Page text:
National Institutes of Health (NIH). (1993). NIH Consensus Statement. Early identification of hearing impairment in infants and young children, 11(1), 1-24.
U.S. Department of Health and Human Services (HHS). (1990). Healthy People 2000: National Health Promotion and Disease Prevention Objectives. Washington, DC: Public Health Service. National Institutes of Health (NIH). (1993). NIH Consensus Statement. Early identification of hearing impairment in infants and young children, 11(1), 1-24. American Academy of Pediatrics Task Force on Newborn and Infant Hearing. (1999). Newborn and Infant Hearing Loss: Detection and intervention. Pediatrics, 103(2), 527-530.
U.S. Department of Health and Human Services (HHS). (1990). Healthy People 2000: National Health Promotion and Disease Prevention Objectives. Washington, DC: Public Health Service.
White, K. R. (1997). Survey of UNHS programs. NCHAM World Wide Web site (www.usu.edu/~ncham/survey.html).
Primus, Michael. (January 2005) Hearing Review: Newborn Screening Follow-up.
Maxon, A. B., White, K. R., Behrens, T. R., & Vohr, B. R. (1995) Referral rates and cost efficiency in a universal newborn hearing screening program using transient evoked otoacoustic emissions (TEOAE), Journal of the American Academy of Audiology, 6, 271-277. White, K. R., Mauk, G. W., Culpepper, N. B., & Weirather, Y. (1998). Newborn hearing screening in the United States: Is it becoming the standard of care? In L. Spivak (Ed.), Universal newborn hearing screening (pp. 225-255). New York: Thieme. Grosse, S. (September, 1997). The costs and benefits of universal newborn hearing screening. Paper presented to the Joint Committee on Infant Hearing, Alexandria, VA. Mehl, A. L., & Thomson, V. (1998). Newborn hearing screening: The great omission. Pediatrics, 101(1), 1-6 (http://www.pediatrics.org/cgi/content/full/101/1/e4).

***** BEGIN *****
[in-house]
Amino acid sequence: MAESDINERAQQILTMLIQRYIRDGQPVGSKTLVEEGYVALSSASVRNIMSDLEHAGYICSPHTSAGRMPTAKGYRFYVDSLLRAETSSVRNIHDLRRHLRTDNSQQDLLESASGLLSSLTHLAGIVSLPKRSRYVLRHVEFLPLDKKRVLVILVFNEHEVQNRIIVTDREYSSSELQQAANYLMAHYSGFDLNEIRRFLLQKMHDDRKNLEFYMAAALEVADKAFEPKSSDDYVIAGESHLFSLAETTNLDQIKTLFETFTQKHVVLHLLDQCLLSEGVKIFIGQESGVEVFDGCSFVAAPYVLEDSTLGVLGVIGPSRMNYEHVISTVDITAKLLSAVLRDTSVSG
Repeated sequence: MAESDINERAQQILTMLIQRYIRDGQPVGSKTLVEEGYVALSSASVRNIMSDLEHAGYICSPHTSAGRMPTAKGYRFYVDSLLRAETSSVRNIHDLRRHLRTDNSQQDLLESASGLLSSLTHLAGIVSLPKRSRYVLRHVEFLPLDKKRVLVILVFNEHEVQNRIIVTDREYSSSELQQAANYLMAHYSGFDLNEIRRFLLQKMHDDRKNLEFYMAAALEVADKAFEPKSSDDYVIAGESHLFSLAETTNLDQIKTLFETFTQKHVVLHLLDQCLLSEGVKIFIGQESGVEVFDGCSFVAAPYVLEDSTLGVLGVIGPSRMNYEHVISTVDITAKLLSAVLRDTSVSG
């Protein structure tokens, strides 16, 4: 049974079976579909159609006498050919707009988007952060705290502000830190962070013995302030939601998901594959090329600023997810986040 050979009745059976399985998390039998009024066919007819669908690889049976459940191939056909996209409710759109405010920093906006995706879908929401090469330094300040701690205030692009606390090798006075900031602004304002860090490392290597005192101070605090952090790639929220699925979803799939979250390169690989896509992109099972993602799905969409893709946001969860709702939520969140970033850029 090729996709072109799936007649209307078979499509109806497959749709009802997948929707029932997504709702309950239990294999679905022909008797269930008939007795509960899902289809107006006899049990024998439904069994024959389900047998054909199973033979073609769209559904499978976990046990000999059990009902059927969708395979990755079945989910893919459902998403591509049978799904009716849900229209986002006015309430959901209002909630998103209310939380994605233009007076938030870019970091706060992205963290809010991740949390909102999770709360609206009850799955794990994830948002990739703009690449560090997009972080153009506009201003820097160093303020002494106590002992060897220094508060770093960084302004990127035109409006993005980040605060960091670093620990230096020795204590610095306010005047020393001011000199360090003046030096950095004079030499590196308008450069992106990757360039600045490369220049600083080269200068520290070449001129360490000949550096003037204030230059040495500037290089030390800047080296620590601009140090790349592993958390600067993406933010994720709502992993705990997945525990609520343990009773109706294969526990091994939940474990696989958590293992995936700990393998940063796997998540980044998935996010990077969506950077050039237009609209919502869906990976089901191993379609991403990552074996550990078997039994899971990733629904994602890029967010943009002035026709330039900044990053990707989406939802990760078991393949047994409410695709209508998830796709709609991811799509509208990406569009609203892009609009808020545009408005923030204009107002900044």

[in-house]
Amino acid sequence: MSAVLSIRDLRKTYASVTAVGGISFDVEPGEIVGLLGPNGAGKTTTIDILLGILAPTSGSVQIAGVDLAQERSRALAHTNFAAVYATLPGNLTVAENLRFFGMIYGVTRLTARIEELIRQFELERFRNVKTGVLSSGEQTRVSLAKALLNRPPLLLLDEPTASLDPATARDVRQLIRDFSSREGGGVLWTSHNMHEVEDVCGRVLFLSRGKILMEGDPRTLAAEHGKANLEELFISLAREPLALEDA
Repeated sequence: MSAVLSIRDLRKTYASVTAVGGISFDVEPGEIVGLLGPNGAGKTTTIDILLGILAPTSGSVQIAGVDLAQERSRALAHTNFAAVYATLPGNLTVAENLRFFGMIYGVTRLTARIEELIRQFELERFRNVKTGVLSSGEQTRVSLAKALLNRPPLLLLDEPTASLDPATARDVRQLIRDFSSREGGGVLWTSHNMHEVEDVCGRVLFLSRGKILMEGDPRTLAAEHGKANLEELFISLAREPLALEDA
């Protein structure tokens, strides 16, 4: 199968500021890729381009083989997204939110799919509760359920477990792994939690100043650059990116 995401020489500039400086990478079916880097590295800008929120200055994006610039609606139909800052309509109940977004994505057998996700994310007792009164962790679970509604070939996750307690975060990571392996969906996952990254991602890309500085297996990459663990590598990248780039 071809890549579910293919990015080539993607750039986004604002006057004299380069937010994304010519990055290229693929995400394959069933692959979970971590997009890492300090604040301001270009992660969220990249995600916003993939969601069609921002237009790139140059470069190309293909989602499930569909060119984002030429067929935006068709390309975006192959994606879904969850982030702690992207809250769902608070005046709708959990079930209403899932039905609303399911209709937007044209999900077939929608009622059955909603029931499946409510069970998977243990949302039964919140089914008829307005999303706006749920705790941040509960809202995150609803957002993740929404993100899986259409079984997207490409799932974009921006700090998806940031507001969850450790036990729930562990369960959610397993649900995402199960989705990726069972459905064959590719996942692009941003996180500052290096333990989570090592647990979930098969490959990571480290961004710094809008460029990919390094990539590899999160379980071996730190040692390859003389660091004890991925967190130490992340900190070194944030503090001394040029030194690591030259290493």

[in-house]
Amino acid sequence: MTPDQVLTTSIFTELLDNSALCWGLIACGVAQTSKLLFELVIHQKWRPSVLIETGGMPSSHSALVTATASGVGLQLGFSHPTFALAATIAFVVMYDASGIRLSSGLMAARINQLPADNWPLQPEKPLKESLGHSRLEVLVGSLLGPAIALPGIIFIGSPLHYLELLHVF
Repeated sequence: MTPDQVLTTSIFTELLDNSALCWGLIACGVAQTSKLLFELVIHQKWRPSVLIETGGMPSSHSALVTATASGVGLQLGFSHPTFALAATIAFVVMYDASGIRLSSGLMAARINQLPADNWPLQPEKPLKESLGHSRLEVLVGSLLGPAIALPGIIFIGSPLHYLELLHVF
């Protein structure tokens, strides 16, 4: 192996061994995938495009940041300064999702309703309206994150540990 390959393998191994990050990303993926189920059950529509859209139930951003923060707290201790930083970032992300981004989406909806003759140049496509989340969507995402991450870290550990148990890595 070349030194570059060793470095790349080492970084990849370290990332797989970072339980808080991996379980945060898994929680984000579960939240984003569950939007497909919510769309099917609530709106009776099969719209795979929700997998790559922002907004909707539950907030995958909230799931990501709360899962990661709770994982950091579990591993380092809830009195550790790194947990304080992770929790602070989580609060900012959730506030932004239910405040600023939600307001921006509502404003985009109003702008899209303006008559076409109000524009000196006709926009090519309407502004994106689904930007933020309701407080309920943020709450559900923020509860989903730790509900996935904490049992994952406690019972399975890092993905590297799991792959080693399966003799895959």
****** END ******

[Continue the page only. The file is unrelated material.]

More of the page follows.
Johnson, M. J., Maxon, A. B., White, K. R., & Vohr, B. R. (1993). Operating a hospital-based universal newborn hearing screening program using transient evoked otoacoustic emissions. Seminars in Hearing, 14(1), 46-56.
Yoshinaga-Itano, C., Sedey, A., Apuzzo, M., Carey, A., Day, D., & Coulter, D. (July 1996). The effect of early identification on the development of deaf and hard-of-hearing infants and toddlers. Paper presented at the Joint Committee on Infant Hearing Meeting, Austin, TX. Moeller, M. P. (October 1996). Early intervention of hearing loss in children. Paper presented at Fourth International Symposium on Childhood Deafness, Kiawah Island, South Carolina.